A group of 24 AD subjects who had drank alcohol until the day of admission was compared to a group of 20 controls matched for age and gender. The control group was tested once, and the AD subjects were tested on days 2 (T1), 5 (T2) and 16 (T3) of alcohol withdrawal.

Table 3 shows the general and metabolic characteristics of both groups. The indexes of liver and synthetic function of this population are given as supplemental material (Table S2).

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Table 3. Anthropomorphic, calorimetric and meal characteristics of AD and control subjects in Study 2.

http://dx.doi.org/10.1371/journal.pone.0038682.t003

At the onset of withdrawal, the AD subjects evidenced a similar weight, BMI and waist size and theoretical basal metabolism compared to controls. The FM calculated by impedancemetry was higher in AD subjects than in controls and decreased significantly during withdrawal to values similar to the control values. Basal metabolism, calculated by calorimetry, was similar to that of controls at onset of withdrawal in AD subjects, but it decreased significantly during withdrawal. In AD subjects, at T1, the respiratory quotient (RQ) was significantly lower than that of controls and it increased significantly during withdrawal (Table 3).

The influence of alcohol intake and withdrawal on nutrient intake.

We observed a large decrease in meal frequency at breakfast and lunch in AD subjects at T1 compared with the controls (Table 3). However, at T3, breakfast and lunch frequency had partially or totally recovered, respectively. From a quantitative standpoint, alcohol accounted for 36% of total energy intake of AD subjects (Table 4). Due to these consequential alcoholic supplies, the total caloric intakes were higher than that of controls whereas the non-alcoholic intakes were significantly lower. At the end of the withdrawal, we observed a significant increase in non-alcoholic nutrient intake (in terms of kcal/kg/day) but this intake remained largely lower than that of controls. In AD subjects, the protein and carbohydrate intakes remained unchanged but the lipid intake increased significantly from T1 to T3. After withdrawal, the proportions of energy supplied by each macronutrient were similar to those of controls (Table 4).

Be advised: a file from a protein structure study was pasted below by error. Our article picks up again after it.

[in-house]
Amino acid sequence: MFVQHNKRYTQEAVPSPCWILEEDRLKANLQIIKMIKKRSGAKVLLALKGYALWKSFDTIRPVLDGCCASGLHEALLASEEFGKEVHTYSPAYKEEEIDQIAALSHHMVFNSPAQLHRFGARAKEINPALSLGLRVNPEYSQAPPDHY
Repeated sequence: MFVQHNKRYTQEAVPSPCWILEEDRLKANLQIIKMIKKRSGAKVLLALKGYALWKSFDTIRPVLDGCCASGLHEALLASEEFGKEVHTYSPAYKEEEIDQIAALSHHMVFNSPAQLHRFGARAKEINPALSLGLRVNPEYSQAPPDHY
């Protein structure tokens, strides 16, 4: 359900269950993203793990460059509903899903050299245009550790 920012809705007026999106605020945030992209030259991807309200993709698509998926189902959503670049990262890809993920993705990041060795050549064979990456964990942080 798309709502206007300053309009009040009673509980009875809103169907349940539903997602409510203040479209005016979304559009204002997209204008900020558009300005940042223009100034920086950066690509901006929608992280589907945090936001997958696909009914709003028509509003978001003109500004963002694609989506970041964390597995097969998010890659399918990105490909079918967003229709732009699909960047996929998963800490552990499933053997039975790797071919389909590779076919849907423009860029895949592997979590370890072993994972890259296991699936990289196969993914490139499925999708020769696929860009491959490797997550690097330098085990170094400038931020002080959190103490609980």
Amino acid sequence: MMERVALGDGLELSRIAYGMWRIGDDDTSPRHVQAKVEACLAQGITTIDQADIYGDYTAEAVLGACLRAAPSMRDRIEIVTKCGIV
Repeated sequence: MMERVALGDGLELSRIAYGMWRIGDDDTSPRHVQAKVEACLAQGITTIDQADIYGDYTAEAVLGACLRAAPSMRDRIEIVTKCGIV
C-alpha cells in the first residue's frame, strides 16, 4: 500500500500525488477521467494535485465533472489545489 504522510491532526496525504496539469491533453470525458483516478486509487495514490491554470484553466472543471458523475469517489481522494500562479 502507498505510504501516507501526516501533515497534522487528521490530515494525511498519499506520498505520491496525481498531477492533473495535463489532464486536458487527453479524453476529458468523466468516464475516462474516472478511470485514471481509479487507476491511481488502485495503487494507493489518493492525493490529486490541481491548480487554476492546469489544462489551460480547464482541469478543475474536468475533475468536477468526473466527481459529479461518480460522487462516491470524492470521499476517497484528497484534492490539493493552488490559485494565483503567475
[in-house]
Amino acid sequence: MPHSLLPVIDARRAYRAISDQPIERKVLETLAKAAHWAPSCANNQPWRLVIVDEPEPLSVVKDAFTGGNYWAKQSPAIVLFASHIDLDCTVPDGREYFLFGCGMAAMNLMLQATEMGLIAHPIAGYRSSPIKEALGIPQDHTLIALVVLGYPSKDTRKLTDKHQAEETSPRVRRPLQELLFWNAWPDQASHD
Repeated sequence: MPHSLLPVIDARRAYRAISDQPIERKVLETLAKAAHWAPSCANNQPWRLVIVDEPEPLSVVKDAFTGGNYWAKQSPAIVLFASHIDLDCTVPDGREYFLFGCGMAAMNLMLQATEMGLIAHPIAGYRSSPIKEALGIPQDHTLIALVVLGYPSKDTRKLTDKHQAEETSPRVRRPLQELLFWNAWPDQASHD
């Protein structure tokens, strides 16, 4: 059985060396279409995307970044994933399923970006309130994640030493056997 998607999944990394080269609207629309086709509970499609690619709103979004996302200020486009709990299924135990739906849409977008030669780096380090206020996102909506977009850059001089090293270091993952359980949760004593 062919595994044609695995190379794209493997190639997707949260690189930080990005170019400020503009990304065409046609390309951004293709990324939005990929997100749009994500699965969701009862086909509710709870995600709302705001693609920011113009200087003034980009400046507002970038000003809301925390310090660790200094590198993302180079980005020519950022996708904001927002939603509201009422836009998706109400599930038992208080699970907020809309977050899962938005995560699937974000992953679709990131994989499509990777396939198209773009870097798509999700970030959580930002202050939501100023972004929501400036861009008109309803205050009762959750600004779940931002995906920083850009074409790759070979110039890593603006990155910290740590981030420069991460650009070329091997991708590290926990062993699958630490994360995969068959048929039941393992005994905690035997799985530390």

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Table 4. Nutrients intakes in controls and AD subjects at the onset (T1) and end (T3) of withdrawal.

http://dx.doi.org/10.1371/journal.pone.0038682.t004

The relation between nutrient intakes, basal metabolism and orexigenic and anorexigenic peptides.

Figure 3 shows, at onset of withdrawal, a strong positive correlation between basal metabolism measured by calorimetry and alcoholic (r = 0.69, p<0.001), non-alcoholic (r = 0.47, p<0.05) or total energy intakes (r = 0.63, p<0.005). We next evaluated the evolution of several orexigenic and anorexigenic peptides during withdrawal and compared them to the values obtained in controls (Table 5). The leptin and leptin/BMI were significantly higher compared to controls at T2 and marginally higher at T1. Conversely, the plasma ghrelin levels at T1 and T2 were significantly lower and the PYY levels at T1, T2 and T3 were significantly higher compared to controls. The GLP-1 levels were significantly lower at T2 and T3 compared to controls. At T2, the insulin levels were significantly higher than controls. Insulin sensitivity calculated according to the HOMA model was decreased at T2 compared to T1. Insulin secretion calculated according to the HOMA model was increased at T2 and T3 compared to controls. Cortisolemia was higher at onset of withdrawal and decreased progressively but the recovery was only partial compared to controls.

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Figure 3. Relation between basal metabolism and intakes at the onset of withdrawal.

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Table 5. Plasma concentrations of (an)orexigenic peptides, glucose and cortisol, estimation of insulin sensitivity and secretion using the HOMA model in AD subjects during withdrawal and controls.

http://dx.doi.org/10.1371/journal.pone.0038682.t005